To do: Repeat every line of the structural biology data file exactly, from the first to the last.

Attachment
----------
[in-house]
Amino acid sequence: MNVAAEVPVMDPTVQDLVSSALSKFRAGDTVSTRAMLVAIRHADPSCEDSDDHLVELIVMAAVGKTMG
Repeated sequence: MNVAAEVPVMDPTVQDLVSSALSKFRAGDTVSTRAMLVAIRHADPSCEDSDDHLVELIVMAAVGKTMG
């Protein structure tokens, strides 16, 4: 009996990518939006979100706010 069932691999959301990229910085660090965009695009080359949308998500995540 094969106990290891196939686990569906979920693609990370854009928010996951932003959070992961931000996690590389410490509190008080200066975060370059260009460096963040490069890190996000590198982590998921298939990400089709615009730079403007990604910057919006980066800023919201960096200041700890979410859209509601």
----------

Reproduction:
[in-house]
Amino acid sequence: MNVAAEVPVMDPTVQDLVSSALSKFRAGDTVSTRAMLVAIRHADPSCEDSDDHLVELIVMAAVGKTMG
Repeated sequence: MNVAAEVPVMDPTVQDLVSSALSKFRAGDTVSTRAMLVAIRHADPSCEDSDDHLVELIVMAAVGKTMG
């Protein structure tokens, strides 16, 4: 009996990518939006979100706010 069932691999959301990229910085660090965009695009080359949308998500995540 094969106990290891196939686990569906979920693609990370854009928010996951932003959070992961931000996690590389410490509190008080200066975060370059260009460096963040490069890190996000590198982590998921298939990400089709615009730079403007990604910057919006980066800023919201960096200041700890979410859209509601």